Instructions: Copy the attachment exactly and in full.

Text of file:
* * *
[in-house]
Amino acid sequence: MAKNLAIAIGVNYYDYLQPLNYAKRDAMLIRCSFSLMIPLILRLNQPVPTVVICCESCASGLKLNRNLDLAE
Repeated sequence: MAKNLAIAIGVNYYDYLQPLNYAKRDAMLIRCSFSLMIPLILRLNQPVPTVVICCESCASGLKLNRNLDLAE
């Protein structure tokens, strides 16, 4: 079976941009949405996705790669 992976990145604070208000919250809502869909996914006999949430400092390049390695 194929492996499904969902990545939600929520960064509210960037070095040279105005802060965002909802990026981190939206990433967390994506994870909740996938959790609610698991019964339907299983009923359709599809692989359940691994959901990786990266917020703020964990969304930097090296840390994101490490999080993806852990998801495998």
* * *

[in-house]
Amino acid sequence: MAKNLAIAIGVNYYDYLQPLNYAKRDAMLIRCSFSLMIPLILRLNQPVPTVVICCESCASGLKLNRNLDLAE
Repeated sequence: MAKNLAIAIGVNYYDYLQPLNYAKRDAMLIRCSFSLMIPLILRLNQPVPTVVICCESCASGLKLNRNLDLAE
């Protein structure tokens, strides 16, 4: 079976941009949405996705790669 992976990145604070208000919250809502869909996914006999949430400092390049390695 194929492996499904969902990545939600929520960064509210960037070095040279105005802060965002909802990026981190939206990433967390994506994870909740996938959790609610698991019964339907299983009923359709599809692989359940691994959901990786990266917020703020964990969304930097090296840390994101490490999080993806852990998801495998």